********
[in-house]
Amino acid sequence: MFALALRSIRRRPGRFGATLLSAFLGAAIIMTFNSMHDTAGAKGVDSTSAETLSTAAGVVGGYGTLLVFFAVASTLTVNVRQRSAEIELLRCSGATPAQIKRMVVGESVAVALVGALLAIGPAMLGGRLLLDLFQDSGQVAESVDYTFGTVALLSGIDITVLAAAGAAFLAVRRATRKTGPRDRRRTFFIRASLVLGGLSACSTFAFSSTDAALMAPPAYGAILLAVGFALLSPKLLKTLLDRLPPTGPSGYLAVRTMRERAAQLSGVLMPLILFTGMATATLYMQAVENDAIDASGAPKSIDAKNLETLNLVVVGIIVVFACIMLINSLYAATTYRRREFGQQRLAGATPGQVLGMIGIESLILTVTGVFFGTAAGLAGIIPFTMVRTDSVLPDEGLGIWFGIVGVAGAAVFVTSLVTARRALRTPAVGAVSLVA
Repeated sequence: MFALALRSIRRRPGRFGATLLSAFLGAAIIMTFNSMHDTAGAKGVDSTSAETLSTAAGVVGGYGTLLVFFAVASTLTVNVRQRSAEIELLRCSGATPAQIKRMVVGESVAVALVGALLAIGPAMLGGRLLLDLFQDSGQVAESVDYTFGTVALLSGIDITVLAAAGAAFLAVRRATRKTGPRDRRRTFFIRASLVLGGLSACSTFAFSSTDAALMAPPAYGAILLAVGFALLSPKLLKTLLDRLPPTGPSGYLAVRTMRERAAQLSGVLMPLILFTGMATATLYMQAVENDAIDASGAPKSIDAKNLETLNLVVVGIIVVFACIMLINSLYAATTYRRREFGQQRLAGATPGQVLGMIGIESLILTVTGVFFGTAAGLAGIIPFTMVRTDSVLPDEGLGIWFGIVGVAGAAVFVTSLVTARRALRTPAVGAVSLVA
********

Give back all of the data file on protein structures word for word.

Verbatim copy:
[in-house]
Amino acid sequence: MFALALRSIRRRPGRFGATLLSAFLGAAIIMTFNSMHDTAGAKGVDSTSAETLSTAAGVVGGYGTLLVFFAVASTLTVNVRQRSAEIELLRCSGATPAQIKRMVVGESVAVALVGALLAIGPAMLGGRLLLDLFQDSGQVAESVDYTFGTVALLSGIDITVLAAAGAAFLAVRRATRKTGPRDRRRTFFIRASLVLGGLSACSTFAFSSTDAALMAPPAYGAILLAVGFALLSPKLLKTLLDRLPPTGPSGYLAVRTMRERAAQLSGVLMPLILFTGMATATLYMQAVENDAIDASGAPKSIDAKNLETLNLVVVGIIVVFACIMLINSLYAATTYRRREFGQQRLAGATPGQVLGMIGIESLILTVTGVFFGTAAGLAGIIPFTMVRTDSVLPDEGLGIWFGIVGVAGAAVFVTSLVTARRALRTPAVGAVSLVA
Repeated sequence: MFALALRSIRRRPGRFGATLLSAFLGAAIIMTFNSMHDTAGAKGVDSTSAETLSTAAGVVGGYGTLLVFFAVASTLTVNVRQRSAEIELLRCSGATPAQIKRMVVGESVAVALVGALLAIGPAMLGGRLLLDLFQDSGQVAESVDYTFGTVALLSGIDITVLAAAGAAFLAVRRATRKTGPRDRRRTFFIRASLVLGGLSACSTFAFSSTDAALMAPPAYGAILLAVGFALLSPKLLKTLLDRLPPTGPSGYLAVRTMRERAAQLSGVLMPLILFTGMATATLYMQAVENDAIDASGAPKSIDAKNLETLNLVVVGIIVVFACIMLINSLYAATTYRRREFGQQRLAGATPGQVLGMIGIESLILTVTGVFFGTAAGLAGIIPFTMVRTDSVLPDEGLGIWFGIVGVAGAAVFVTSLVTARRALRTPAVGAVSLVA